DHS chief says members of Congress ‘threaten’ him over immigration enforcement - that they made into law 1
Homeland Security Secretary John Kelly testifies on Capitol Hill in Washington on June 6, 2017. (Associated Press)

Homeland Security Secretary John F. Kelly said on Thursday that members of Congress have attempted to “threaten” him over his department’s stepped up, and handling of enforcement of the immigration laws that they themselves wrote, and called for even stiffer laws to punish sanctuary cities and repeat-illegal immigrants.

The Washington Times reports that Secretary Kelly said he was “offended” by those lawmakers — who he didn’t name — who he said “often threaten me and my officers” when they try to enforce laws that call for the deportation of illegal immigrants.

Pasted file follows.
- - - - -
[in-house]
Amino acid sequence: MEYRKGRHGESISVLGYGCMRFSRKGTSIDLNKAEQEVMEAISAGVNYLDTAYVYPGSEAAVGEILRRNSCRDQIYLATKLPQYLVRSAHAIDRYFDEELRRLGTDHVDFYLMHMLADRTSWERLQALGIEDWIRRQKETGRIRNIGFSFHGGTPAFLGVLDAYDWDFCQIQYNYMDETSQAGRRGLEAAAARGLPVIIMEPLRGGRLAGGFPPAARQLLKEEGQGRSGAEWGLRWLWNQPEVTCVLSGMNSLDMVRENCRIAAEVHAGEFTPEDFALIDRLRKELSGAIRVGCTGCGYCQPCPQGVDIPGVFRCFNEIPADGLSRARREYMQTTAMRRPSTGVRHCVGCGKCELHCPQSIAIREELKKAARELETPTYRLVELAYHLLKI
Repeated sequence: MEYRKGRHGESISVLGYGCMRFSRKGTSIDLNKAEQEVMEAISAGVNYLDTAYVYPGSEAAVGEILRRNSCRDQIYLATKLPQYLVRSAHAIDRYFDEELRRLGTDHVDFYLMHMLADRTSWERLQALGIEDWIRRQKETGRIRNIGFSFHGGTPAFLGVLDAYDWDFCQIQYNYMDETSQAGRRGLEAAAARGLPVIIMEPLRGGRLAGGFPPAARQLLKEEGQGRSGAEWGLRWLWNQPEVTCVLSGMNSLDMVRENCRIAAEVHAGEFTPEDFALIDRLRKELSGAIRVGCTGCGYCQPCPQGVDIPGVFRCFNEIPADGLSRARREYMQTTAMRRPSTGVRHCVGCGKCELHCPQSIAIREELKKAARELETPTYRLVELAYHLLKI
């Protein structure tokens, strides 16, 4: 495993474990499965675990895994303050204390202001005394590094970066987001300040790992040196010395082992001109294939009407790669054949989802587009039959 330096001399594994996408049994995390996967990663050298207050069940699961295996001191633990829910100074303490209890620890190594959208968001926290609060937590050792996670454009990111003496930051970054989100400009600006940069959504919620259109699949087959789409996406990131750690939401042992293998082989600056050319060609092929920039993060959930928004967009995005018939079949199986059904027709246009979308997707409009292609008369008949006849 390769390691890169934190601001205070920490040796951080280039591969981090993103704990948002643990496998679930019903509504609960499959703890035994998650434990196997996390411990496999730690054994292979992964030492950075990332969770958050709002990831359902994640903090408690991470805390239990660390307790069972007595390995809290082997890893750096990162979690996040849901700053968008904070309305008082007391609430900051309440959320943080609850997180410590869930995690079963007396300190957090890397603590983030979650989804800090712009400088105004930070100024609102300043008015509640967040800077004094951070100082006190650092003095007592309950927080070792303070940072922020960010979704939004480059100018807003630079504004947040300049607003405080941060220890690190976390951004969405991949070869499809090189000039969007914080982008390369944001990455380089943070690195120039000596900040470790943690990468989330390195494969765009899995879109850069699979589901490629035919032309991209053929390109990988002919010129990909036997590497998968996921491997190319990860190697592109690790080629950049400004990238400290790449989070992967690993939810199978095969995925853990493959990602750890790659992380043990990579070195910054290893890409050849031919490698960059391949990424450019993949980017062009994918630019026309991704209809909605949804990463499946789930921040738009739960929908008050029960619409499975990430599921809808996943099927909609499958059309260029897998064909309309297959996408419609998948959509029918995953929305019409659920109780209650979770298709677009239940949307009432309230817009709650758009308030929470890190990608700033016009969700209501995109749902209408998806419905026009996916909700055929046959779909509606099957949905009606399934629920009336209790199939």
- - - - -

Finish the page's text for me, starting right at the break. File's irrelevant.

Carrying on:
It’s the latest blunt criticism from the retired Marine general, who has previously told members of Congress to “shut up” rather than criticize him over the laws they wrote.

trump kelly
Retired four-star Marine Gen. John Kelly, the former head of U.S. Southern Command, emerged early as a strong contender for Secretary of Homeland Security which he ultimately got.

Kelly appeared Thursday on Capitol Hill with Speaker Paul D. Ryan and other Republicans, hours before the House was slated to vote on two new crackdown laws.

One would increase penalties on illegal immigrants who have been deported yet snuck back into the U.S. and later committed other crimes. That bill is named Kate’s law, after Kathryn Steinle, the woman killed by an illegal immigrant two years ago while walking the San Francisco waterfront with her father.

The other new bill would punish so-called sanctuary cities that refuse to let authorities cooperate with federal immigration officers trying to deport illegal immigrants.

Secretary Kelly said sanctuary cities aren’t actually sanctuaries, but rather make their communities more dangerous by shielding illegal immigrants.